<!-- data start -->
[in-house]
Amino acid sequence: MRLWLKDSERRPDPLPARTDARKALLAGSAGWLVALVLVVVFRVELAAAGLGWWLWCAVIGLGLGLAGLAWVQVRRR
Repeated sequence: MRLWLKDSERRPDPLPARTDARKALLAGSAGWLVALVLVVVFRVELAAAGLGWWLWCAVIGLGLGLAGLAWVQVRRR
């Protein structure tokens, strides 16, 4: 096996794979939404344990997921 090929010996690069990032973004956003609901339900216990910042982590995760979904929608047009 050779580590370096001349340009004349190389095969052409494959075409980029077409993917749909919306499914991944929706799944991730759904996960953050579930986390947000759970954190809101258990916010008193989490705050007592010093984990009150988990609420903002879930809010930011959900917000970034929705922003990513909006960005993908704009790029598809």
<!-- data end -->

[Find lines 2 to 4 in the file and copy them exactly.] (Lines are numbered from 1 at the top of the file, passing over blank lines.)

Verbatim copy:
Amino acid sequence: MRLWLKDSERRPDPLPARTDARKALLAGSAGWLVALVLVVVFRVELAAAGLGWWLWCAVIGLGLGLAGLAWVQVRRR
Repeated sequence: MRLWLKDSERRPDPLPARTDARKALLAGSAGWLVALVLVVVFRVELAAAGLGWWLWCAVIGLGLGLAGLAWVQVRRR
């Protein structure tokens, strides 16, 4: 096996794979939404344990997921 090929010996690069990032973004956003609901339900216990910042982590995760979904929608047009 050779580590370096001349340009004349190389095969052409494959075409980029077409993917749909919306499914991944929706799944991730759904996960953050579930986390947000759970954190809101258990916010008193989490705050007592010093984990009150988990609420903002879930809010930011959900917000970034929705922003990513909006960005993908704009790029598809």